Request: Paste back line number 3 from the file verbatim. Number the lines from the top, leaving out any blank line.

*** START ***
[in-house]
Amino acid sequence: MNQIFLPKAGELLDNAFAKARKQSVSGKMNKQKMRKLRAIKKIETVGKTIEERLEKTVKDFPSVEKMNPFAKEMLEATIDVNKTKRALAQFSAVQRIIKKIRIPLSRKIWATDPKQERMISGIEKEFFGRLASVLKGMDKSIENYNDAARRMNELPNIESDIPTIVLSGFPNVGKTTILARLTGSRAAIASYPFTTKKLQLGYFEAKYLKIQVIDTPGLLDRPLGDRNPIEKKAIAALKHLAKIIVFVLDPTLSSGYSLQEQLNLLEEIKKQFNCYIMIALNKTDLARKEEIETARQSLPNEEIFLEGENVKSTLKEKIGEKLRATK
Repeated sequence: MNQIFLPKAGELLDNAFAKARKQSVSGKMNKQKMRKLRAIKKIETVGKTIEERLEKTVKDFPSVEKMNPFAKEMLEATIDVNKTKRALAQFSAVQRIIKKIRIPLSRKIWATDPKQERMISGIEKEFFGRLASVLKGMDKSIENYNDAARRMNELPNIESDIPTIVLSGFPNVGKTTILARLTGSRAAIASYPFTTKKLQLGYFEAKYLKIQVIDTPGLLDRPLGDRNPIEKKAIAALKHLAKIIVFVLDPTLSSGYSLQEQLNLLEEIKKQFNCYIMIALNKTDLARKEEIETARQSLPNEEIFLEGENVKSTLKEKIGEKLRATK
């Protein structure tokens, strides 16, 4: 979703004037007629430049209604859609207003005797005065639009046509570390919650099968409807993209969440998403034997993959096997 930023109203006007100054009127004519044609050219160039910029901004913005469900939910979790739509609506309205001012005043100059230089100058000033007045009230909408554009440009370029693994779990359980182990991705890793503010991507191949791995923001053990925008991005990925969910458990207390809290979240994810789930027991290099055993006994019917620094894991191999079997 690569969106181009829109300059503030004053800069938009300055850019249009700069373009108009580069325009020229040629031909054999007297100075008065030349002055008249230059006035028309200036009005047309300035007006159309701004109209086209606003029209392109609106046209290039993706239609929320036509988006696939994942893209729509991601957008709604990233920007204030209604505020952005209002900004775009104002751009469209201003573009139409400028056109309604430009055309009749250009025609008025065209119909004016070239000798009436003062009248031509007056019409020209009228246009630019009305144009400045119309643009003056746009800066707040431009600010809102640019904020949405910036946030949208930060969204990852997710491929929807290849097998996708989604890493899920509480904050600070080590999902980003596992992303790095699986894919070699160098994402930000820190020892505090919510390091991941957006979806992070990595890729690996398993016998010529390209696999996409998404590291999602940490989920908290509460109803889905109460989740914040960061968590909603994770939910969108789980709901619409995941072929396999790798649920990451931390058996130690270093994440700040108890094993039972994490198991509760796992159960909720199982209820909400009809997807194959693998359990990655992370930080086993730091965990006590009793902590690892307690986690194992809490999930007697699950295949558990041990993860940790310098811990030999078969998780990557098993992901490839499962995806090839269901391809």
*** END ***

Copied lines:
Repeated sequence: MNQIFLPKAGELLDNAFAKARKQSVSGKMNKQKMRKLRAIKKIETVGKTIEERLEKTVKDFPSVEKMNPFAKEMLEATIDVNKTKRALAQFSAVQRIIKKIRIPLSRKIWATDPKQERMISGIEKEFFGRLASVLKGMDKSIENYNDAARRMNELPNIESDIPTIVLSGFPNVGKTTILARLTGSRAAIASYPFTTKKLQLGYFEAKYLKIQVIDTPGLLDRPLGDRNPIEKKAIAALKHLAKIIVFVLDPTLSSGYSLQEQLNLLEEIKKQFNCYIMIALNKTDLARKEEIETARQSLPNEEIFLEGENVKSTLKEKIGEKLRATK